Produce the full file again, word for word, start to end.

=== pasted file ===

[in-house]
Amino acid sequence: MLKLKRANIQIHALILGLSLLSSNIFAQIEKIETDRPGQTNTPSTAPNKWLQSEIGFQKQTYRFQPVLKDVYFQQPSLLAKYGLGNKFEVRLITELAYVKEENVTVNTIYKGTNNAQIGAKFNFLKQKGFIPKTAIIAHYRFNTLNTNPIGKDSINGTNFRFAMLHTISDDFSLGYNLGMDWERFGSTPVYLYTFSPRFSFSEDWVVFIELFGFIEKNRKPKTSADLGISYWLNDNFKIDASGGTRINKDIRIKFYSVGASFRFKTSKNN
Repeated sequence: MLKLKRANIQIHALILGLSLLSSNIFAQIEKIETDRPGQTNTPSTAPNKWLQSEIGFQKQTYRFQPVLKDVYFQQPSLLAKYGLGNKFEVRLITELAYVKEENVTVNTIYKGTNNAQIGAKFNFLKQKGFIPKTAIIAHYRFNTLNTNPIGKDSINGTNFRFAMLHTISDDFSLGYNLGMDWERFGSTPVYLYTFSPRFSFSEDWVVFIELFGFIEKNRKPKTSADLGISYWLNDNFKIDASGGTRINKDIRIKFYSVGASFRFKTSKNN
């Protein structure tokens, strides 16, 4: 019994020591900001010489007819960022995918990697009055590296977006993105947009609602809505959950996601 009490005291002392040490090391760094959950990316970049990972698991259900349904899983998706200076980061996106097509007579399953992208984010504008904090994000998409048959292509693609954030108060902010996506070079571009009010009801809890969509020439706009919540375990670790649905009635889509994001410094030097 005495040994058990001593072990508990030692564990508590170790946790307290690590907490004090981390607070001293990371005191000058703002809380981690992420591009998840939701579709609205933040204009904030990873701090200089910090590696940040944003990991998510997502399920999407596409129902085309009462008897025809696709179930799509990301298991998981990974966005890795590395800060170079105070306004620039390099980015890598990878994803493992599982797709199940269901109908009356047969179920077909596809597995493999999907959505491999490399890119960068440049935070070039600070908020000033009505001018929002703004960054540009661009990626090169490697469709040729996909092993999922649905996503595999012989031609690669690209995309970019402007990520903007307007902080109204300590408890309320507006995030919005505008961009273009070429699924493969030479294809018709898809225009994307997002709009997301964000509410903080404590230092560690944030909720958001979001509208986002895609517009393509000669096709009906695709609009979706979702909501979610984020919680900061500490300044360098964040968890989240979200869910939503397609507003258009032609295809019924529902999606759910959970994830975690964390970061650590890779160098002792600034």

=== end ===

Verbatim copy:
[in-house]
Amino acid sequence: MLKLKRANIQIHALILGLSLLSSNIFAQIEKIETDRPGQTNTPSTAPNKWLQSEIGFQKQTYRFQPVLKDVYFQQPSLLAKYGLGNKFEVRLITELAYVKEENVTVNTIYKGTNNAQIGAKFNFLKQKGFIPKTAIIAHYRFNTLNTNPIGKDSINGTNFRFAMLHTISDDFSLGYNLGMDWERFGSTPVYLYTFSPRFSFSEDWVVFIELFGFIEKNRKPKTSADLGISYWLNDNFKIDASGGTRINKDIRIKFYSVGASFRFKTSKNN
Repeated sequence: MLKLKRANIQIHALILGLSLLSSNIFAQIEKIETDRPGQTNTPSTAPNKWLQSEIGFQKQTYRFQPVLKDVYFQQPSLLAKYGLGNKFEVRLITELAYVKEENVTVNTIYKGTNNAQIGAKFNFLKQKGFIPKTAIIAHYRFNTLNTNPIGKDSINGTNFRFAMLHTISDDFSLGYNLGMDWERFGSTPVYLYTFSPRFSFSEDWVVFIELFGFIEKNRKPKTSADLGISYWLNDNFKIDASGGTRINKDIRIKFYSVGASFRFKTSKNN
């Protein structure tokens, strides 16, 4: 019994020591900001010489007819960022995918990697009055590296977006993105947009609602809505959950996601 009490005291002392040490090391760094959950990316970049990972698991259900349904899983998706200076980061996106097509007579399953992208984010504008904090994000998409048959292509693609954030108060902010996506070079571009009010009801809890969509020439706009919540375990670790649905009635889509994001410094030097 005495040994058990001593072990508990030692564990508590170790946790307290690590907490004090981390607070001293990371005191000058703002809380981690992420591009998840939701579709609205933040204009904030990873701090200089910090590696940040944003990991998510997502399920999407596409129902085309009462008897025809696709179930799509990301298991998981990974966005890795590395800060170079105070306004620039390099980015890598990878994803493992599982797709199940269901109908009356047969179920077909596809597995493999999907959505491999490399890119960068440049935070070039600070908020000033009505001018929002703004960054540009661009990626090169490697469709040729996909092993999922649905996503595999012989031609690669690209995309970019402007990520903007307007902080109204300590408890309320507006995030919005505008961009273009070429699924493969030479294809018709898809225009994307997002709009997301964000509410903080404590230092560690944030909720958001979001509208986002895609517009393509000669096709009906695709609009979706979702909501979610984020919680900061500490300044360098964040968890989240979200869910939503397609507003258009032609295809019924529902999606759910959970994830975690964390970061650590890779160098002792600034």